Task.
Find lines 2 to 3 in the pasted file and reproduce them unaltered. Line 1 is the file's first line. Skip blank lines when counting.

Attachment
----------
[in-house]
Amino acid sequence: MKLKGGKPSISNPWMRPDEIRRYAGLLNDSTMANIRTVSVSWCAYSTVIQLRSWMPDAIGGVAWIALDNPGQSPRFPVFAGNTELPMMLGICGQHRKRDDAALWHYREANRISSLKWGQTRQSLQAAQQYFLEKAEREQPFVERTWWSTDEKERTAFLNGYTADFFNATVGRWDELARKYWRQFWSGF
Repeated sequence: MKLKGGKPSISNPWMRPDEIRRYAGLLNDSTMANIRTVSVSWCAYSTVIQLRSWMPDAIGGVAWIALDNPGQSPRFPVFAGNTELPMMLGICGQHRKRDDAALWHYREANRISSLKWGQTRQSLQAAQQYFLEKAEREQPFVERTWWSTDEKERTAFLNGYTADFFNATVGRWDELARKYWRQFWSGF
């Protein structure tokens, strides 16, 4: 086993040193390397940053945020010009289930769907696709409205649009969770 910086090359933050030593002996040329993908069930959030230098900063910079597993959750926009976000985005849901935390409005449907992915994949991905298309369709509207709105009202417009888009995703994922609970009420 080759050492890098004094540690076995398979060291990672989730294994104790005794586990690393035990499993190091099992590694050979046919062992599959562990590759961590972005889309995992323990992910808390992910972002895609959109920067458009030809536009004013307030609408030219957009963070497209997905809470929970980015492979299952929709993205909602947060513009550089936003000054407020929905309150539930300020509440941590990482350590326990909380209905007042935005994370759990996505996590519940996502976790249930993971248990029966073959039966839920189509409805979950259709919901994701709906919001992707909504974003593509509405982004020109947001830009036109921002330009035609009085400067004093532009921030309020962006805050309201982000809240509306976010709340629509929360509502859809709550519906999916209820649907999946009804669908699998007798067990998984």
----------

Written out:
Amino acid sequence: MKLKGGKPSISNPWMRPDEIRRYAGLLNDSTMANIRTVSVSWCAYSTVIQLRSWMPDAIGGVAWIALDNPGQSPRFPVFAGNTELPMMLGICGQHRKRDDAALWHYREANRISSLKWGQTRQSLQAAQQYFLEKAEREQPFVERTWWSTDEKERTAFLNGYTADFFNATVGRWDELARKYWRQFWSGF
Repeated sequence: MKLKGGKPSISNPWMRPDEIRRYAGLLNDSTMANIRTVSVSWCAYSTVIQLRSWMPDAIGGVAWIALDNPGQSPRFPVFAGNTELPMMLGICGQHRKRDDAALWHYREANRISSLKWGQTRQSLQAAQQYFLEKAEREQPFVERTWWSTDEKERTAFLNGYTADFFNATVGRWDELARKYWRQFWSGF